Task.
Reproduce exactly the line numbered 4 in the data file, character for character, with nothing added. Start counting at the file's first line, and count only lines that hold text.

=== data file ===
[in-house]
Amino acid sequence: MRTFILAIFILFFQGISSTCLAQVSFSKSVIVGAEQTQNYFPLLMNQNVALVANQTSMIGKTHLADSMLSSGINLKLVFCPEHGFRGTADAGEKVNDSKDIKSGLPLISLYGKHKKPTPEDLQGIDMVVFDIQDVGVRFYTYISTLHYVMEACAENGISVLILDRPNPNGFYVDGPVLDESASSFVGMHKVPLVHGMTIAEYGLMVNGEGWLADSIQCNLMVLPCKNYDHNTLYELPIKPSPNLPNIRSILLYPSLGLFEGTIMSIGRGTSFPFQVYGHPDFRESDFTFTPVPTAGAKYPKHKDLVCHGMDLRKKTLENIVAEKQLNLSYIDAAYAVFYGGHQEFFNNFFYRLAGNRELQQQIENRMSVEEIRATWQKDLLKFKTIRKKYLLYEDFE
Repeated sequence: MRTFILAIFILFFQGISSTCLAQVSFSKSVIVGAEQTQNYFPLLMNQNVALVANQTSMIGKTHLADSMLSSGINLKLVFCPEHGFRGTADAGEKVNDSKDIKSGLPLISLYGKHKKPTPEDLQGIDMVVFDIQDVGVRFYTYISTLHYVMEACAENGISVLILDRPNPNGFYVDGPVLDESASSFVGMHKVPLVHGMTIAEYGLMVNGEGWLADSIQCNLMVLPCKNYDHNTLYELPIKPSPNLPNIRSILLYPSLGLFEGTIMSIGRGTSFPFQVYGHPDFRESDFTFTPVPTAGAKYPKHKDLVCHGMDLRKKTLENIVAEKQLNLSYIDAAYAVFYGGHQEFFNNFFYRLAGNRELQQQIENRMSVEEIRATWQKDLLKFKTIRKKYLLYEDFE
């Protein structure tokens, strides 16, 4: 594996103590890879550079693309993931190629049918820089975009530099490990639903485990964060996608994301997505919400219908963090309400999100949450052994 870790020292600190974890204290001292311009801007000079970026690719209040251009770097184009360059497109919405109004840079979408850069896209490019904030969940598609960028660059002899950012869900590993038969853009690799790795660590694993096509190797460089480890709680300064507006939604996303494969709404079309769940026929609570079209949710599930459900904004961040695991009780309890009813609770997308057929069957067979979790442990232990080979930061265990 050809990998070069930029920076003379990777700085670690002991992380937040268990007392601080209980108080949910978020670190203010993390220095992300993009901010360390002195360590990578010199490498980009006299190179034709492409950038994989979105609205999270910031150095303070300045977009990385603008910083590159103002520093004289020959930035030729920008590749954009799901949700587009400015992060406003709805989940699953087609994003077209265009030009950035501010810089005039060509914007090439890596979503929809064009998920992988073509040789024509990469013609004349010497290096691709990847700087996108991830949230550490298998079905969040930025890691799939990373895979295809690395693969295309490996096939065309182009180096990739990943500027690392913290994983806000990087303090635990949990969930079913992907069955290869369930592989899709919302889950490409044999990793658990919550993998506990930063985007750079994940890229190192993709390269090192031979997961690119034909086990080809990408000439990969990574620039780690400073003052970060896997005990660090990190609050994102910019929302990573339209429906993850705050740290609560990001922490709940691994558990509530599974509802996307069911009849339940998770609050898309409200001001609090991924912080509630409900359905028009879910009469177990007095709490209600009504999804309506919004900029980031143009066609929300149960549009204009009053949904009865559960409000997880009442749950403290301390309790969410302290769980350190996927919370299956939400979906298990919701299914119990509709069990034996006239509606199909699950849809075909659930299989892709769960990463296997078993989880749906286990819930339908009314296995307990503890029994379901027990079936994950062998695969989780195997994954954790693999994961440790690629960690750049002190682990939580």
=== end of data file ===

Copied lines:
């Protein structure tokens, strides 16, 4: 594996103590890879550079693309993931190629049918820089975009530099490990639903485990964060996608994301997505919400219908963090309400999100949450052994 870790020292600190974890204290001292311009801007000079970026690719209040251009770097184009360059497109919405109004840079979408850069896209490019904030969940598609960028660059002899950012869900590993038969853009690799790795660590694993096509190797460089480890709680300064507006939604996303494969709404079309769940026929609570079209949710599930459900904004961040695991009780309890009813609770997308057929069957067979979790442990232990080979930061265990 050809990998070069930029920076003379990777700085670690002991992380937040268990007392601080209980108080949910978020670190203010993390220095992300993009901010360390002195360590990578010199490498980009006299190179034709492409950038994989979105609205999270910031150095303070300045977009990385603008910083590159103002520093004289020959930035030729920008590749954009799901949700587009400015992060406003709805989940699953087609994003077209265009030009950035501010810089005039060509914007090439890596979503929809064009998920992988073509040789024509990469013609004349010497290096691709990847700087996108991830949230550490298998079905969040930025890691799939990373895979295809690395693969295309490996096939065309182009180096990739990943500027690392913290994983806000990087303090635990949990969930079913992907069955290869369930592989899709919302889950490409044999990793658990919550993998506990930063985007750079994940890229190192993709390269090192031979997961690119034909086990080809990408000439990969990574620039780690400073003052970060896997005990660090990190609050994102910019929302990573339209429906993850705050740290609560990001922490709940691994558990509530599974509802996307069911009849339940998770609050898309409200001001609090991924912080509630409900359905028009879910009469177990007095709490209600009504999804309506919004900029980031143009066609929300149960549009204009009053949904009865559960409000997880009442749950403290301390309790969410302290769980350190996927919370299956939400979906298990919701299914119990509709069990034996006239509606199909699950849809075909659930299989892709769960990463296997078993989880749906286990819930339908009314296995307990503890029994379901027990079936994950062998695969989780195997994954954790693999994961440790690629960690750049002190682990939580």